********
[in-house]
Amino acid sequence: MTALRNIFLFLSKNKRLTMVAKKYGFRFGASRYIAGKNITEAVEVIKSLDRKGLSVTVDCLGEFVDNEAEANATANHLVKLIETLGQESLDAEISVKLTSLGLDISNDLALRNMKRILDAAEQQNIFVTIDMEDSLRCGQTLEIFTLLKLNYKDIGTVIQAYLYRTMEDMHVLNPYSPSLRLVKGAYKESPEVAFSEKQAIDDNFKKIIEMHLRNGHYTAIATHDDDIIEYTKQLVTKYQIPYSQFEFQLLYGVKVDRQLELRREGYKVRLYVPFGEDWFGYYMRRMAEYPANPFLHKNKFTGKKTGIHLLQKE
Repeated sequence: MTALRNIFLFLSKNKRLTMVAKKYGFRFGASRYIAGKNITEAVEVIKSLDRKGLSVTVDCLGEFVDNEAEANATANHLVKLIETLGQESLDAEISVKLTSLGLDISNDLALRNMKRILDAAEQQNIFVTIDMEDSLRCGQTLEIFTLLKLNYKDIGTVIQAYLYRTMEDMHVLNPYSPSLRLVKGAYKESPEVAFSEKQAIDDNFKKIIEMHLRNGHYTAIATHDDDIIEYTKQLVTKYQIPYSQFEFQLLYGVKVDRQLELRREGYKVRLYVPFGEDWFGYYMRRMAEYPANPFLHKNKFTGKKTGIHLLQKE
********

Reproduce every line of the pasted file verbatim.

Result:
[in-house]
Amino acid sequence: MTALRNIFLFLSKNKRLTMVAKKYGFRFGASRYIAGKNITEAVEVIKSLDRKGLSVTVDCLGEFVDNEAEANATANHLVKLIETLGQESLDAEISVKLTSLGLDISNDLALRNMKRILDAAEQQNIFVTIDMEDSLRCGQTLEIFTLLKLNYKDIGTVIQAYLYRTMEDMHVLNPYSPSLRLVKGAYKESPEVAFSEKQAIDDNFKKIIEMHLRNGHYTAIATHDDDIIEYTKQLVTKYQIPYSQFEFQLLYGVKVDRQLELRREGYKVRLYVPFGEDWFGYYMRRMAEYPANPFLHKNKFTGKKTGIHLLQKE
Repeated sequence: MTALRNIFLFLSKNKRLTMVAKKYGFRFGASRYIAGKNITEAVEVIKSLDRKGLSVTVDCLGEFVDNEAEANATANHLVKLIETLGQESLDAEISVKLTSLGLDISNDLALRNMKRILDAAEQQNIFVTIDMEDSLRCGQTLEIFTLLKLNYKDIGTVIQAYLYRTMEDMHVLNPYSPSLRLVKGAYKESPEVAFSEKQAIDDNFKKIIEMHLRNGHYTAIATHDDDIIEYTKQLVTKYQIPYSQFEFQLLYGVKVDRQLELRREGYKVRLYVPFGEDWFGYYMRRMAEYPANPFLHKNKFTGKKTGIHLLQKE